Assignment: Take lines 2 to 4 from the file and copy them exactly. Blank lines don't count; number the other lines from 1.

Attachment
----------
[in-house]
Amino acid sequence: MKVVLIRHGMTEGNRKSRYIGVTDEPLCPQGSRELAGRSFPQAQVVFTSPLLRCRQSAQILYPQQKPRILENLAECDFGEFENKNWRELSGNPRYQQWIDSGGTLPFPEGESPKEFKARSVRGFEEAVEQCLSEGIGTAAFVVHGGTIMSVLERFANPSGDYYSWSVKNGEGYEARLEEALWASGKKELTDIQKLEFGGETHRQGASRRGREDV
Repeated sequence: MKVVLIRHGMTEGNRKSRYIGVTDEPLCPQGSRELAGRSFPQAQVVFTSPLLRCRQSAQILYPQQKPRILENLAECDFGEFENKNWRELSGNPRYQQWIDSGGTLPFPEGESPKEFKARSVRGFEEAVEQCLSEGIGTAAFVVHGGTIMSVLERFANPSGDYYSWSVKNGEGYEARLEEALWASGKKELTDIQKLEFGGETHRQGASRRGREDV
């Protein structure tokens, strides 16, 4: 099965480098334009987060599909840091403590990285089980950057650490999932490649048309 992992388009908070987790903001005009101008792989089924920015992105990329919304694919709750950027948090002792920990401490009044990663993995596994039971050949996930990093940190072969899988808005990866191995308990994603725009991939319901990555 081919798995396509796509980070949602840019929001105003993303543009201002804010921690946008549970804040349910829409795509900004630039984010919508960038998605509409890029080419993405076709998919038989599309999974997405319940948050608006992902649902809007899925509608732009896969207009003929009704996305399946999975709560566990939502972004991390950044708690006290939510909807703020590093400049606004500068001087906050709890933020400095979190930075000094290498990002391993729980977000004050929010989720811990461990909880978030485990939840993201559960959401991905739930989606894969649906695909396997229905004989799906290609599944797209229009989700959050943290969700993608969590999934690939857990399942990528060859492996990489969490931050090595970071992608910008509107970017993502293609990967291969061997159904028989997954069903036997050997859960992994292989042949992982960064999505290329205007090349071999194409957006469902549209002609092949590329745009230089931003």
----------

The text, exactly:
Amino acid sequence: MKVVLIRHGMTEGNRKSRYIGVTDEPLCPQGSRELAGRSFPQAQVVFTSPLLRCRQSAQILYPQQKPRILENLAECDFGEFENKNWRELSGNPRYQQWIDSGGTLPFPEGESPKEFKARSVRGFEEAVEQCLSEGIGTAAFVVHGGTIMSVLERFANPSGDYYSWSVKNGEGYEARLEEALWASGKKELTDIQKLEFGGETHRQGASRRGREDV
Repeated sequence: MKVVLIRHGMTEGNRKSRYIGVTDEPLCPQGSRELAGRSFPQAQVVFTSPLLRCRQSAQILYPQQKPRILENLAECDFGEFENKNWRELSGNPRYQQWIDSGGTLPFPEGESPKEFKARSVRGFEEAVEQCLSEGIGTAAFVVHGGTIMSVLERFANPSGDYYSWSVKNGEGYEARLEEALWASGKKELTDIQKLEFGGETHRQGASRRGREDV
């Protein structure tokens, strides 16, 4: 099965480098334009987060599909840091403590990285089980950057650490999932490649048309 992992388009908070987790903001005009101008792989089924920015992105990329919304694919709750950027948090002792920990401490009044990663993995596994039971050949996930990093940190072969899988808005990866191995308990994603725009991939319901990555 081919798995396509796509980070949602840019929001105003993303543009201002804010921690946008549970804040349910829409795509900004630039984010919508960038998605509409890029080419993405076709998919038989599309999974997405319940948050608006992902649902809007899925509608732009896969207009003929009704996305399946999975709560566990939502972004991390950044708690006290939510909807703020590093400049606004500068001087906050709890933020400095979190930075000094290498990002391993729980977000004050929010989720811990461990909880978030485990939840993201559960959401991905739930989606894969649906695909396997229905004989799906290609599944797209229009989700959050943290969700993608969590999934690939857990399942990528060859492996990489969490931050090595970071992608910008509107970017993502293609990967291969061997159904028989997954069903036997050997859960992994292989042949992982960064999505290329205007090349071999194409957006469902549209002609092949590329745009230089931003």